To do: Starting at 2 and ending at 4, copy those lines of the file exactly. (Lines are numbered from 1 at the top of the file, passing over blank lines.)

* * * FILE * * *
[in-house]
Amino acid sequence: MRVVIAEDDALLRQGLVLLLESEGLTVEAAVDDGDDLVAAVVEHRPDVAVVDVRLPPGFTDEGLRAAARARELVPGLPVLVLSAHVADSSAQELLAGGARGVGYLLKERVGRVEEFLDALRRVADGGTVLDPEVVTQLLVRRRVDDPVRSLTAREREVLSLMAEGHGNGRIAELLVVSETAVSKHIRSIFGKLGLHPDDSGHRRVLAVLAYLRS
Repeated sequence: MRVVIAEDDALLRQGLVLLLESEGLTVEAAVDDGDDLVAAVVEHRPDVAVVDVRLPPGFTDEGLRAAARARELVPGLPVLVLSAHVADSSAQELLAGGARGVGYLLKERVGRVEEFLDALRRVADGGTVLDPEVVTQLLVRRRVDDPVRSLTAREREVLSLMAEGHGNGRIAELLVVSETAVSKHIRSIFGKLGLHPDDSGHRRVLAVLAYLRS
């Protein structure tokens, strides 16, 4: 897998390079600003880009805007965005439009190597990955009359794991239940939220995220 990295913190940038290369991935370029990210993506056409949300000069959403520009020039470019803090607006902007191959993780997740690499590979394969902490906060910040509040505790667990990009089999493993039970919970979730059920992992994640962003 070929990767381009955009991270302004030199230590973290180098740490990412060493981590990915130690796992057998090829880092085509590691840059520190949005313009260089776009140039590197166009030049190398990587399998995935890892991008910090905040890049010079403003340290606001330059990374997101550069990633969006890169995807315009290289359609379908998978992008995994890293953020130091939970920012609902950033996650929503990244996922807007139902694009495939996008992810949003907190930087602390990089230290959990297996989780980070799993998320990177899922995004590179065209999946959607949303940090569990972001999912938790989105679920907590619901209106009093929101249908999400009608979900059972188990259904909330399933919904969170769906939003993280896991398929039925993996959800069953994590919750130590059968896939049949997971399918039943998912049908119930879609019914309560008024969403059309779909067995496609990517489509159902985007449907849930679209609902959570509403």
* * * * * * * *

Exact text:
Amino acid sequence: MRVVIAEDDALLRQGLVLLLESEGLTVEAAVDDGDDLVAAVVEHRPDVAVVDVRLPPGFTDEGLRAAARARELVPGLPVLVLSAHVADSSAQELLAGGARGVGYLLKERVGRVEEFLDALRRVADGGTVLDPEVVTQLLVRRRVDDPVRSLTAREREVLSLMAEGHGNGRIAELLVVSETAVSKHIRSIFGKLGLHPDDSGHRRVLAVLAYLRS
Repeated sequence: MRVVIAEDDALLRQGLVLLLESEGLTVEAAVDDGDDLVAAVVEHRPDVAVVDVRLPPGFTDEGLRAAARARELVPGLPVLVLSAHVADSSAQELLAGGARGVGYLLKERVGRVEEFLDALRRVADGGTVLDPEVVTQLLVRRRVDDPVRSLTAREREVLSLMAEGHGNGRIAELLVVSETAVSKHIRSIFGKLGLHPDDSGHRRVLAVLAYLRS
């Protein structure tokens, strides 16, 4: 897998390079600003880009805007965005439009190597990955009359794991239940939220995220 990295913190940038290369991935370029990210993506056409949300000069959403520009020039470019803090607006902007191959993780997740690499590979394969902490906060910040509040505790667990990009089999493993039970919970979730059920992992994640962003 070929990767381009955009991270302004030199230590973290180098740490990412060493981590990915130690796992057998090829880092085509590691840059520190949005313009260089776009140039590197166009030049190398990587399998995935890892991008910090905040890049010079403003340290606001330059990374997101550069990633969006890169995807315009290289359609379908998978992008995994890293953020130091939970920012609902950033996650929503990244996922807007139902694009495939996008992810949003907190930087602390990089230290959990297996989780980070799993998320990177899922995004590179065209999946959607949303940090569990972001999912938790989105679920907590619901209106009093929101249908999400009608979900059972188990259904909330399933919904969170769906939003993280896991398929039925993996959800069953994590919750130590059968896939049949997971399918039943998912049908119930879609019914309560008024969403059309779909067995496609990517489509159902985007449907849930679209609902959570509403």